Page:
A startup tech company in Missoula developing an app to help physical therapy patients overcome their injuries through home exercise recently competed in the regional finals for Early Stage Montana.
And while Morphose didn’t move on the next round, it’s praising Early Stage for its mentorship and support for Montana’s burgeoning entrepreneurs.
“We had invaluable conversations and received very encouraging feedback from the judges who liked our idea and enjoyed our presentation,” said Jill Alban, chief marketing officer at Morhpose.
Morphose – an app developed to help aid in-home physical therapy – was just one of several startups to compete in August.
Founded by John Fiore, owner of Sapphire Physical Therapy in Missoula and Joe Jensen, owner of Confluence Construction in Missoula, the two aimed to create an alternative resource to traditional home exercise programs typically prescribed to patients who recovering with physical therapy.
Jensen experienced the difficulty of following these plans firsthand while working with Fiore after recovering from neck surgery.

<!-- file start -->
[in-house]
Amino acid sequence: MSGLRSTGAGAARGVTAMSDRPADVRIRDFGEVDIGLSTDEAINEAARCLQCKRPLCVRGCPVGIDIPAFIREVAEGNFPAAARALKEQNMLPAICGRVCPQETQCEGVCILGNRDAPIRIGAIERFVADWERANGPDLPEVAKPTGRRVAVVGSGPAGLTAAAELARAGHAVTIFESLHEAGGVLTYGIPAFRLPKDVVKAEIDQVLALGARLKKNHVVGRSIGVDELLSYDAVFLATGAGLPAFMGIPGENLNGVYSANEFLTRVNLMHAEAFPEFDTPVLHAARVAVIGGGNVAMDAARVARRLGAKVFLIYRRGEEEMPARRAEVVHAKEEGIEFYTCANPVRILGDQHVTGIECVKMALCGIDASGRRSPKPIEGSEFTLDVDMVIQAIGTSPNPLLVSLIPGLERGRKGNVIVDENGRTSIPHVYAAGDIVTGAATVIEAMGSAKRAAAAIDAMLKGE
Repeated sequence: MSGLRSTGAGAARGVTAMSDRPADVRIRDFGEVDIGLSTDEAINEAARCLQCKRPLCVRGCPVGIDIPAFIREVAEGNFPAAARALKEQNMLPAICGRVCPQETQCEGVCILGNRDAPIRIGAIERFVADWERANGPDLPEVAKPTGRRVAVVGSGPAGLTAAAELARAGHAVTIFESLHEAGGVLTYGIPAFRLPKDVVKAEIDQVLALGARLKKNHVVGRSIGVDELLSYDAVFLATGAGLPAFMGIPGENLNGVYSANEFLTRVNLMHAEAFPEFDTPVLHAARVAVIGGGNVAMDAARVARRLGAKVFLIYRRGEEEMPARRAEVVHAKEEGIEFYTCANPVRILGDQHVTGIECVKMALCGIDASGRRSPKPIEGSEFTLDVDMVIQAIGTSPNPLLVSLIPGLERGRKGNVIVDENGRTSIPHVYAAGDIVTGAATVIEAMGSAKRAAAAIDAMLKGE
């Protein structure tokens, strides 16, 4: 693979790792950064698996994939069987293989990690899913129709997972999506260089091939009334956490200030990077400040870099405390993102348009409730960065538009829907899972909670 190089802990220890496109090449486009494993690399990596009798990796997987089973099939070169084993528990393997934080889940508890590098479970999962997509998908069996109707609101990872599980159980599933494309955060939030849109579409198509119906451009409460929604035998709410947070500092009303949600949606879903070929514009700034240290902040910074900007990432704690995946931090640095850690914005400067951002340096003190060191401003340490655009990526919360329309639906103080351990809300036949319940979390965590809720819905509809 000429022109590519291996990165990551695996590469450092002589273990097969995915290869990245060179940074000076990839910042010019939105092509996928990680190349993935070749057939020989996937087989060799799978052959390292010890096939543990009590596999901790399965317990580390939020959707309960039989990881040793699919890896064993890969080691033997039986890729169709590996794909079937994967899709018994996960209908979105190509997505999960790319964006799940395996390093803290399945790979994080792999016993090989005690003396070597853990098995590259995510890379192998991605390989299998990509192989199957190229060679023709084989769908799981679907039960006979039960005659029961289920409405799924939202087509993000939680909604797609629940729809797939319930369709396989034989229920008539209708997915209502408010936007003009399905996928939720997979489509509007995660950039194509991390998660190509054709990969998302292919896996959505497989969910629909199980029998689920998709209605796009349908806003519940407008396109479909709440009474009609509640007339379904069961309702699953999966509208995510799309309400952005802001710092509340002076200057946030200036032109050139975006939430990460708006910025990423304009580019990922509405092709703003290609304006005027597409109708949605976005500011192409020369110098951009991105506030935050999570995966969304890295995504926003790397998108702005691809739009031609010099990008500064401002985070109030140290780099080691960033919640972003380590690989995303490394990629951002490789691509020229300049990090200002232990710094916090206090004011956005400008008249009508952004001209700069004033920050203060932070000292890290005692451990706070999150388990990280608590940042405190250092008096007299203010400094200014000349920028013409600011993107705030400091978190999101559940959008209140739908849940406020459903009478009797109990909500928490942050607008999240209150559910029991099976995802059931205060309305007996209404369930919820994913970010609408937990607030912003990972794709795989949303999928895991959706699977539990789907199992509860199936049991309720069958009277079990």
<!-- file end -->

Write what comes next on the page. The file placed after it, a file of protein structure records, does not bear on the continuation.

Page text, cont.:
“Unfortunately, data shows that over 50% of people don’t complete their home exercise programs, and unfortunately Joe was no exception,” said Alban. “The reason most people don’t complete home exercises is that the delivery system is completely antiquated. Maybe you get a PDF printout like Joe did, or some links to YouTube videos. But there is no comprehensive, integrated solution to getting people to understand how to do these specific PT exercises.”
As a result, the two worked to develop an app that prioritizes the user experience for in-home physical therapy by giving users access to 3D animated demonstrations and interactive features, as well as the ability to speak with a physical therapist through a virtual telehealth visit.
Despite not moving on to the next round, Early Stage Montana has still helped Morphose develop.
“Jenni Graff, the new executive director of Early Stage, is doing a phenomenal job organizing and bringing people together for learning and mentorship opportunities,” said Alban. “If you’re a tech startup in Missoula or at-large Montana, I highly recommend connecting with Jenni at Early Stage to find out about the resources available to your business.”
Currently, Morphose is in a beta launch with a web browser version running, with plans to release a mobile native app that will be available to users this fall through the App Store. They are still looking to raise $150,000 from investors for the App Store launch in addition to what has already been invested for the seed round of development.
Despite plans to continue expanding the program, Morphose still recognizes its roots as a Montana built company.
“The most valuable part of starting a business in Montana? It’s the access to Montanans themselves in the workforce, people with the know-how and willingness to work hard, innovate, and get a job done,” Alban said.